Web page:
Most photos that you see of sharks don’t hold a lot of colour but instead feature a greyish/blue shark against an otherwise empty blue or green water background.   Not that there is anything wrong with that, in shark photography less is often more and it’s the shark itself that truly captures the eye when looking at a shark photo. However, for myself I always took it as a challenge to capture a photo of a shark that was a little bit different. This photo is one of my personal favourite shark images, as the bright red school of “bigeyes” really makes the image pop, its not just another photo of a grey reef shark. This shot was taken in the Tuamotu Island chain of French Polynesia on a spectacular “pass dive” on the island of Toau. On this site, the dive plan was to jump in the water in the open blue and then drift toward the mouth of the pass until reaching the reef, where an incredibly diverse population of sharks rides the incoming current. The list of sharks that I have encountered in this area reads like a divers top ten list, including silver tips, grey reefs, black tips, white tips, nurse, lemon, and the occasional silky or hammerhead. After watching the sharks at the mouth of the pass, we would then drift with the current down the channel until coming upon a large cut running perpendicular to the pass, lovingly called the “Wrasse Hole”. A resident school of big eyes was always present in this cut as they were able to shelter away from the strong current. Displaying the brains of the smart predators that they are, a second set of resident sharks also lived in and around this cut, patrolling the area ready to pounce upon any sick or injured fish. On this particular photo, I was able to duck down into the school of fish and “hide” myself from the skittish sharks by breathing slowly and staying still. After patiently waiting for a shark to come toward me, I then “popped” out of the schooling fish and captured this shot, “Parting the Red Sea”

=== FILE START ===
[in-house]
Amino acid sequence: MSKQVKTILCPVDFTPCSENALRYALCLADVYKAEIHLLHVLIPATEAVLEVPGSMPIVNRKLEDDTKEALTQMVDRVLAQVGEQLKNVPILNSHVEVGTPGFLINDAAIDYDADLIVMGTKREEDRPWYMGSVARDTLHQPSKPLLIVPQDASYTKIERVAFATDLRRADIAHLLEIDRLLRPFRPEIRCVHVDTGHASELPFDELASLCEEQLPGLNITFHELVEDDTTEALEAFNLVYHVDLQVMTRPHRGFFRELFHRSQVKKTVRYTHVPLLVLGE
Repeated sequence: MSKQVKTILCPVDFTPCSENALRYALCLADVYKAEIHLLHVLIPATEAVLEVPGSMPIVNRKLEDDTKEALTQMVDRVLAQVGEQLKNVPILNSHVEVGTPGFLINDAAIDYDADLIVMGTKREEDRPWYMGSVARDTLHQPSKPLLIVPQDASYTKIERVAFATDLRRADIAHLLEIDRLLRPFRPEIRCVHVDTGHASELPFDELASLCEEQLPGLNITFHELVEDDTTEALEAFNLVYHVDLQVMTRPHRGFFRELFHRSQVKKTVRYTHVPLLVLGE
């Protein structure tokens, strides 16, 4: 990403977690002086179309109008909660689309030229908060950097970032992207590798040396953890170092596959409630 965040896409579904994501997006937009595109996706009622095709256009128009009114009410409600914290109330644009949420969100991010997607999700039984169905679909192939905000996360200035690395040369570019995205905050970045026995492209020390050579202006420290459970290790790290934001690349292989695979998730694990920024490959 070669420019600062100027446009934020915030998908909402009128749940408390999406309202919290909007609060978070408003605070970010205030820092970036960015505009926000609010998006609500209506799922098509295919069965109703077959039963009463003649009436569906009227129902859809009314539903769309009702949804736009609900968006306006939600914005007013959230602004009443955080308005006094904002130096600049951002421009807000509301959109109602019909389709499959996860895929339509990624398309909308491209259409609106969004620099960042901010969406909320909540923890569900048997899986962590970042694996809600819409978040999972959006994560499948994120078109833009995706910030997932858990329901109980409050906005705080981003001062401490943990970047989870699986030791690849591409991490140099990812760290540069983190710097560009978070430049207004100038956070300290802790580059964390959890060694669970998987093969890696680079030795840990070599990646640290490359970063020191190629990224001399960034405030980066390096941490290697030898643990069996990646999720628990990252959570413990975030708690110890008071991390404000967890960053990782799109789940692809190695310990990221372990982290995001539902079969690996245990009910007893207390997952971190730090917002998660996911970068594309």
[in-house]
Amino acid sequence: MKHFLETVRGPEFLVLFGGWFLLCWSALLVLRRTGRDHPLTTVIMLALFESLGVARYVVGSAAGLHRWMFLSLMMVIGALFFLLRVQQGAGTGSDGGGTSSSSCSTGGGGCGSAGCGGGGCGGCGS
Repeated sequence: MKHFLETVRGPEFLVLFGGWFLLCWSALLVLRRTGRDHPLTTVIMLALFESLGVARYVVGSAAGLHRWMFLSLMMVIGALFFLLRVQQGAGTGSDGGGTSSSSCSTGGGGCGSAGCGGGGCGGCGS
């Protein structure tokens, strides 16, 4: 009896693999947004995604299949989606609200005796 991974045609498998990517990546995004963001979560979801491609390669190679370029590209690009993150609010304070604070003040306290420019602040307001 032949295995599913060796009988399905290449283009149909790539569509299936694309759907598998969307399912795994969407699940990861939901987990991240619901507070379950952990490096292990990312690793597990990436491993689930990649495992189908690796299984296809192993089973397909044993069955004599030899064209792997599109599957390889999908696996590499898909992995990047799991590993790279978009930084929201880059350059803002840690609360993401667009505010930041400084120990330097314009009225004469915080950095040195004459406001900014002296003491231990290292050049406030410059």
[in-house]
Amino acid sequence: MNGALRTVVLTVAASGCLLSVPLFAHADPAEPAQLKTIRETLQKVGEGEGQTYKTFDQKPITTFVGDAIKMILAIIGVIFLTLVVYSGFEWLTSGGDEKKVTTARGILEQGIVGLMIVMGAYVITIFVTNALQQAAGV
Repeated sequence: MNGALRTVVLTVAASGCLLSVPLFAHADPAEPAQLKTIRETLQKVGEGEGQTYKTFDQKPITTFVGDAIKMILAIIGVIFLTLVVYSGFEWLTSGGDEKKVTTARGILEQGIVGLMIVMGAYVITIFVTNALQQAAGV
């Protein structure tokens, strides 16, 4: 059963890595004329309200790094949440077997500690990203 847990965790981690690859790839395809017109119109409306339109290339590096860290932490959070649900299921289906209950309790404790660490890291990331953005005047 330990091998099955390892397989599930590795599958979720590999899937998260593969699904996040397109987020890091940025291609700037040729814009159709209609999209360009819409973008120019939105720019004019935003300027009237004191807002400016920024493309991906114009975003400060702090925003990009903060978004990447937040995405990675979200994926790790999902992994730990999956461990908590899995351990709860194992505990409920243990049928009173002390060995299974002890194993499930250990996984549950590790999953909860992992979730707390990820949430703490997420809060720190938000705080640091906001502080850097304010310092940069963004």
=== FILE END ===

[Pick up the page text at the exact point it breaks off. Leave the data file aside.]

Tuamotu Islands, French Polynesia, 2003, Nikonos V, 15mm lens, 2 x Sea and Sea YS 120 strobes, Fuji Provia 100 film